top of page

Accounting Terminology Explained (Briefly)

Updated: Jun 24, 2023

General Ledger was not a military officer and a Trial Balance has nothing to do with a court case.

We've created an 'Accounting Glossary' to clarify some of the profession's buzz words.

Accounting Glossary

Accounts Payable (Creditors)

Money or other obligations owed to creditors for services and materials, a Liability on the Balance Sheet.

Accounts Receivable (Debtors)
Money or other obligations due for services rendered or items sold on terms, an Asset on the Balance Sheet.

Accrual Based Accounting
Represents a method of recording accounting transactions when they occur, whether or not cash has changed hands.

Accrued Liabilities
Represents expenses that are incurred prior to being paid. For example, salaries earned by your employees and paid in a subsequent month are accrued as a liability until they are paid.

Accrued Revenue
Represents revenue that is earned and recorded but not yet received in the form of cash.

Anything that has current or future economic value to a business, seen on the Balance Sheet.

Balance Sheet
The primary financial statement that shows detailed assets, liabilities and equity at a point in time.

BAS (Business Activity Statement)

Businesses registered for GST with the Australian Taxation Office need to periodically lodge a business activity statement (BAS) to report and pay your: goods and services tax (GST) and pay as you go (PAYG) instalments.

Cash Based Accounting
Represents a method of recording accounting transactions most easily described as accounting for cash transactions. Entries do not affect your financial statements until cash changes hands. In this environment, you do not track receivables and payables. Cash received is recorded as income when received and expenses are recorded when paid.

Cash Flow
The total amount of money being transferred into and out of a business, especially as affecting liquidity.

Chart of Accounts
A list of categories or accounts where transactions are recorded.

Cost of Goods Sold (COGS or COS)
Represents the cost of items or services sold to customers. These costs are kept in the Inventory asset account until they are sold. Then they are passed over to the COGS expense account seen on the Profit and Loss Statement.

A credit is the ‘right hand’ side of an account.

Current Year Earnings
This account represents year to date earnings, not yet recorded into the Retained Earnings account.


A debit is the ‘left hand’ side of an account.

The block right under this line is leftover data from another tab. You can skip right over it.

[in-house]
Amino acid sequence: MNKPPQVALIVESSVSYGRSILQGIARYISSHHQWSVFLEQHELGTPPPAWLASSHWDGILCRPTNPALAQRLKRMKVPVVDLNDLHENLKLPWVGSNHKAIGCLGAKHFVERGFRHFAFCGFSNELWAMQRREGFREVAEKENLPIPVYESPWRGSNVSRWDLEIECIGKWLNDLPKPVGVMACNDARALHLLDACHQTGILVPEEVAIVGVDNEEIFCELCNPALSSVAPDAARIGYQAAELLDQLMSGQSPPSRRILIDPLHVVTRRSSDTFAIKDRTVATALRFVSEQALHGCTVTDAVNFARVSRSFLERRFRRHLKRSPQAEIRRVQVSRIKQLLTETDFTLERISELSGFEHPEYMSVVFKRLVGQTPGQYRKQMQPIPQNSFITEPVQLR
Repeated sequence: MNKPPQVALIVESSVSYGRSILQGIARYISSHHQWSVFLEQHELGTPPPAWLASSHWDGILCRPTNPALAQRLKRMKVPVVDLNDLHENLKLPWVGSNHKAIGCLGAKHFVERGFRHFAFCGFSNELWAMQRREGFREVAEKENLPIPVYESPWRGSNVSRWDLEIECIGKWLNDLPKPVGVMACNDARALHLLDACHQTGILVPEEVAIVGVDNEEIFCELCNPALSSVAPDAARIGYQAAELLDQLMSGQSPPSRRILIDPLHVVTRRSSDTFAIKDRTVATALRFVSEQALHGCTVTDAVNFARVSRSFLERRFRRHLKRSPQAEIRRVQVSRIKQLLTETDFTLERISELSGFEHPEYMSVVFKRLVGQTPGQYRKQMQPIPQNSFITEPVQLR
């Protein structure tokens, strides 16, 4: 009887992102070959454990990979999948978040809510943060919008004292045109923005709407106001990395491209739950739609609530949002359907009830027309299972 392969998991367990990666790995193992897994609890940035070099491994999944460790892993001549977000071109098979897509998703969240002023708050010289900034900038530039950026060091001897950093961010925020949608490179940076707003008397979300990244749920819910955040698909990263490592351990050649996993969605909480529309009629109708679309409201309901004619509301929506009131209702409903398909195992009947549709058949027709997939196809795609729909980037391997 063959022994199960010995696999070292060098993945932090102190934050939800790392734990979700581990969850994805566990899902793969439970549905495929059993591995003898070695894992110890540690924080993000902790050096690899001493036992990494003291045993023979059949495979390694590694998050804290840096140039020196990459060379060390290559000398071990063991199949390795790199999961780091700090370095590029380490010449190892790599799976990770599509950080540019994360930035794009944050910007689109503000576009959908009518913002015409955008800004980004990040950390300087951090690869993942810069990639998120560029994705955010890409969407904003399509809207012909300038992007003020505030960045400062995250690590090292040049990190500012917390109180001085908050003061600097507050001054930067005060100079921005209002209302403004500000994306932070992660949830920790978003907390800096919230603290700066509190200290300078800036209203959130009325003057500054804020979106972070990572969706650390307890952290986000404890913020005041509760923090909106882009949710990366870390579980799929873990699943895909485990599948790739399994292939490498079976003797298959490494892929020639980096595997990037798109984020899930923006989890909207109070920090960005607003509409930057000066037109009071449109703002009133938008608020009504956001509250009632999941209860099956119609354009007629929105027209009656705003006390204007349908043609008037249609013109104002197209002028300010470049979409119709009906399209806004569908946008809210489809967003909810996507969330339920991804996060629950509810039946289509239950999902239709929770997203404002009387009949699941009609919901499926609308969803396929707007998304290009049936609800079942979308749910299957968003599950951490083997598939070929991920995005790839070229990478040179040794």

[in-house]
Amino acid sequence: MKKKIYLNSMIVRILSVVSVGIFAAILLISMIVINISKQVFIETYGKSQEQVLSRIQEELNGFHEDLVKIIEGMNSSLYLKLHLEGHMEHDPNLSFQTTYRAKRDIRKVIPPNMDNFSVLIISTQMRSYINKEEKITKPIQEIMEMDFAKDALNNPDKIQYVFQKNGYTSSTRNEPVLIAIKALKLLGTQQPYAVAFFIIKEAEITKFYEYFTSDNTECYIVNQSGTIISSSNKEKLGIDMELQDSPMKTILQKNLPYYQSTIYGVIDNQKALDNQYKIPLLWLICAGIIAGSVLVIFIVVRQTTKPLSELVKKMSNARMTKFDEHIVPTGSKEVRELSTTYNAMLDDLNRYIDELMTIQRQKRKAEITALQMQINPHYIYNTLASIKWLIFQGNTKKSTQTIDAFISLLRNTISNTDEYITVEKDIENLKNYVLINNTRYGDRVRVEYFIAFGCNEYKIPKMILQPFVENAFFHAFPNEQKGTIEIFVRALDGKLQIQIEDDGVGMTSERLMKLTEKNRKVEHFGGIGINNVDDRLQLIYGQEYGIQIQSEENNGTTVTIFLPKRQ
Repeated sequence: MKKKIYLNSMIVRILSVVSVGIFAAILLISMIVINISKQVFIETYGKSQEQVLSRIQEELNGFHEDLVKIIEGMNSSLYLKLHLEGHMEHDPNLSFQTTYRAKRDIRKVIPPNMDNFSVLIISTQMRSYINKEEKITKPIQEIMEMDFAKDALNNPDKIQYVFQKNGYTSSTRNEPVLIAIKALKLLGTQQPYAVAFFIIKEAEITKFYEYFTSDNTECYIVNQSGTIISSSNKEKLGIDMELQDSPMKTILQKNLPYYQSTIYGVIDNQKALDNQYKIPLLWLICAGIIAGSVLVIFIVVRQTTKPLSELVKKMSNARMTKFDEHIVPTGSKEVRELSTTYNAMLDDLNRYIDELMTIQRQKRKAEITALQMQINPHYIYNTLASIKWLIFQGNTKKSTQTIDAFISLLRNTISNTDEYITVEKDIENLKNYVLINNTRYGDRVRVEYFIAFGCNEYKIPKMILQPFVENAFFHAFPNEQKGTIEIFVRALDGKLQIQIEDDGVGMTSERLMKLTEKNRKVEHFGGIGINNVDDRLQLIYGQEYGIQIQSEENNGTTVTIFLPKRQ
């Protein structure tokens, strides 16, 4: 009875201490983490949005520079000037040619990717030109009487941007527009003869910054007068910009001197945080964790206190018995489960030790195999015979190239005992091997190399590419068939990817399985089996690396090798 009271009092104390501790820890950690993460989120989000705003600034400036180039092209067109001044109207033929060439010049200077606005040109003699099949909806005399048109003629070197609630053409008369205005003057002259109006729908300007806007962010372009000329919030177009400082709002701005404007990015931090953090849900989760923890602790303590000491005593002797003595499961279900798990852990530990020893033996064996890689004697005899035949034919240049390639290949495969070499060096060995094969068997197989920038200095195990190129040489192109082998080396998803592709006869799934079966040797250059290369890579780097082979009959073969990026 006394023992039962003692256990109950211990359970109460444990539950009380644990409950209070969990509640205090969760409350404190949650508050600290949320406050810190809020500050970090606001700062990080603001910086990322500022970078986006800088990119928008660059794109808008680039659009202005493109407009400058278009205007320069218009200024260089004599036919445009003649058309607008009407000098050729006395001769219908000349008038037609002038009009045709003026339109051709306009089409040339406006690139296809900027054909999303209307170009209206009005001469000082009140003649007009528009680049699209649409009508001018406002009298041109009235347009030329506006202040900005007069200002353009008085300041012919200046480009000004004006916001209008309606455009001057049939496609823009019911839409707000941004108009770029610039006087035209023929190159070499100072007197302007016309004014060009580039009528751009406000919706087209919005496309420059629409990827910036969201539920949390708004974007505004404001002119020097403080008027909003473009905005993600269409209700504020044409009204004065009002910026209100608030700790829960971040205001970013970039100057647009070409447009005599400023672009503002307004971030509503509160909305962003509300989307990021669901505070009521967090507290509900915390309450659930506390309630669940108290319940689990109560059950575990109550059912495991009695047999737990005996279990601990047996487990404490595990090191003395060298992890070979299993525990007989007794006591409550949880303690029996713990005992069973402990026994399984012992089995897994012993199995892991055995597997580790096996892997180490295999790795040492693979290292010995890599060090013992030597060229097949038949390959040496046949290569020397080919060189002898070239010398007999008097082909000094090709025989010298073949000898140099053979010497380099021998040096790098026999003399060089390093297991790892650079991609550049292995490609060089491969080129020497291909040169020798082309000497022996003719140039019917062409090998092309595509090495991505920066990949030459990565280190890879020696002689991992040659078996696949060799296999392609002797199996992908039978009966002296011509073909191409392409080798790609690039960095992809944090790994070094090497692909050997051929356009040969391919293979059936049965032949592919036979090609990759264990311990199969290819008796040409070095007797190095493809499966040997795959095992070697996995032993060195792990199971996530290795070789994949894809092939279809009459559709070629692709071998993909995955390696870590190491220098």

Deferred Revenue
Represents income received, but not yet earned. This is typically a liability account.

Double Entry Accounting
Every accounting transaction is comprised of debits that equal credits.

Equity (Capital)
The owner’s interest in the business, which is the total assets minus the total liabilities of a company, seen on the balance sheet.

Costs incurred in the business used to generate revenue, seen on the Profit and Loss report.

General Ledger
An accounting record where all of your accounts are maintained.

Gross Profit
Represents your revenue from sales of inventory or services, less Cost of Goods Sold (sometimes called Cost of Sales), before overhead expenses.

GST (Goods and Services Tax)
A consumer based tax included in the final price and paid by consumers at point of sale and passed to the government by the seller. The GST is usually taxed as a single rate of 10% across Australia.

Account ledgers where entries are recorded. Type of journals include General, Disbursements, Receipts, Sales, Purchases, and Purchases journals. Every transaction creates a corresponding set of debit and credit entries in a specific journal.

The things a company owes in cash or other resources. These are claims against assets. Shown on the Balance Sheet.

Net Profit/Loss
Total Income minus Total Expenses. The bottom line!

Operating Profit
Profit before Other Income is added and Other Expenses are subtracted.

Overhead Expenses
Represents the expenses of a business independent of how much revenue is generated. Can also be considered Fixed Costs, things like rent, salaries, and utilities.

PAYG (Pay As You Go)
Regular prepayments of the tax on your business and investment income. There are two types of PAYG: Instalments & Withholding
  • Instalments This system allows an individual and a business to meet income tax obligations by making payments at the end of each quarter of the year.

  • Withholding A system of withholding income tax from an employee or contractor’s salary or wages.

Profit and Loss Statement (a.k.a. P&L and Income Statement)
The primary financial statement that shows detailed revenues and expenses for a period of time.

Prepaid Expenses
Represents expenses that are paid in advance of incurring them. For example, you might pay a year’s worth of insurance and accrue 1/12 of it each month. This is typically an asset account.

Retained Earnings
Represents the cumulative net income or loss of a business since its inception.

Subsidiary Ledgers
Customer and supplier balances that equal the amount of the Accounts Receivable and Accounts Payable General Ledger accounts.

Trial Balance
A list of all your General Ledger accounts and their current balances.

VAT (Value Added Tax)

A consumption tax assessed on the value added in each production stage of a good or service. Every business along the value chain receives a tax credit for the VAT already paid. The end consumer does not, making it a tax on final consumption. Does not apply in Australia - see GST.


Philip Seigel CPA FFIN, Comdex Training, July 2022


See our related posts:

Accounting Terminology
160 views0 comments

Recent Posts

See All


bottom of page